By Dennis J. Freeman
COMPTON — Local officials have ramped up efforts to force Sativa Los Angeles County Water District to operate either under state-controlled stewardship or be disbanded altogether.
Leading the charge has been U.S. Rep. Nanette Barragán, county Supervisors Mark Ridley-Thomas and Janice Hahn and Assemblyman Mike Gipson.
The elected officials are tired of dealing with the lingering brown water crisis issue in Compton and the Watts/Willowbrook area. As many as 6,800 people may have been affected.
“One day living with brown water is one day too many,” Barragán said. “Our families deserve to know that the water they drink won’t hurt them or their children. Clean water is a basic human right. For too long the residents of Compton have had doubts about their water quality. This situation is unacceptable.”
Going further in her outrage, Barragán reached out to the federal Environmental Protection Agency and the U.S. Department of Health and Human Services to make a formal request for assistance on the matter.
Barragán also teamed up with fellow Rep. Keith Ellison, D-Minnesota, to author the Water Affordability, Transparency, Equity and Reliability (WATER) Act of 2018 (H.R. 5609), a bill which would provide clean and safe drinking water to millions of people.
“This is the type of investment we need to be making in our communities,” Barragán said. “Instead of giving out tax breaks for the 1 percent, we need to ensure cities like Compton have clean water to drink.”
The Sativa County Water District issued a lengthy statement on its website, saying the water is not a threat to anyone’s health.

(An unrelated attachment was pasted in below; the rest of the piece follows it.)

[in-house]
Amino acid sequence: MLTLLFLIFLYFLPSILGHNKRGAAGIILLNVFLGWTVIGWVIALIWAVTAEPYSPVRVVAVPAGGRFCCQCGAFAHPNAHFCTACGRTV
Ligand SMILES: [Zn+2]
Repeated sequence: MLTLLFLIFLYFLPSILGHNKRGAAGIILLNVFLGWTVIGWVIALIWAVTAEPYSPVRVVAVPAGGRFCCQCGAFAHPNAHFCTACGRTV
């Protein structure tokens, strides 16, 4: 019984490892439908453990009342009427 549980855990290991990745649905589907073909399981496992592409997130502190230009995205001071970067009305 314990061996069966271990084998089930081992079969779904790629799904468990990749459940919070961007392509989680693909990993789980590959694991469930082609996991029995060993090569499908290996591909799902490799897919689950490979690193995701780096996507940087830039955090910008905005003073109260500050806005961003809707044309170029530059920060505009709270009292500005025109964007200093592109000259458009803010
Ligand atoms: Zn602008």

“The discoloration in our system’s water does not pose a health threat,” the statement said. Sativa County Water District (SLACWD) takes discolored and brown tap water reports and concerns seriously, as discoloration in the water we serve our customers leads to concerns about the safety and appearance of the water.”
The water district puts blame for the brown water on the flushing system it implemented.
“The cause of the recent water discoloration reports experienced by our customers was due to sediment build up due to the lack of high-velocity flushing in a very old pipeline system. This new aggressive Deep Main Water Flushing Program will result in clear water improvement as [the district] and the residents have already noticed clear water throughout the system. Residents have been notified that at times, these flushing activities stir and ‘kick up’ decades of sediment buildup within our pipes. This stirred discolored water may flow and be trapped in resident water heaters for days or weeks.”
The statement was posted in April shortly after the issue first surfaced. But residents are still complaining about brown water and local officials are starting to address the problem.
Hahn, Ridley-Thomas and Gipson are all calling for some kind of oversight of the troubled water district.
“All residents, including within the Sativa Water District, should feel confident that when they turn on their faucet, they can expect clean, clear water. Plain and simple,” Ridley-Thomas said. “This issue is a wake-up call that not all water districts may be equipped to adequately provide this vital service, and when that is the case, the status quo should not prevail.”
As a member of the Local Agency Formation Commission, Hahn voted for Sativa Water District to be dissolved.
“People have a right to clean, safe water,” Hahn said. “Dissolving the Sativa Water District is the first step to ensuring these residents get the clean, drinkable water that they deserve.”
Gipson, like Barragán, has introduced legislation to handle the situation. Gipson is calling for a state administrator to oversee the water district.
“Residents served by Sativa are dealing with a severe water crisis,” Gipson said in a released statement. “Families are experiencing brown water coming from their kitchen faucets and bath tubs, which is completely unacceptable. Clean water is a basic necessity that all people are entitled to and I will not be silent while people in my district suffer.”
Gipson added: “We found that Sativa does not have the resources to maintain its infrastructure, meaning that this system is doomed to fail without outside intervention. We want to be as helpful to Sativa as possible, but we can no longer wait to address this water crisis.
“I intend to continue to be aggressive on this issue and will not stop until this is resolved. In moving Assembly Bill 1577, I am doing everything in my power to ensure that our community has the clean, safe and affordable drinking water that it deserves.”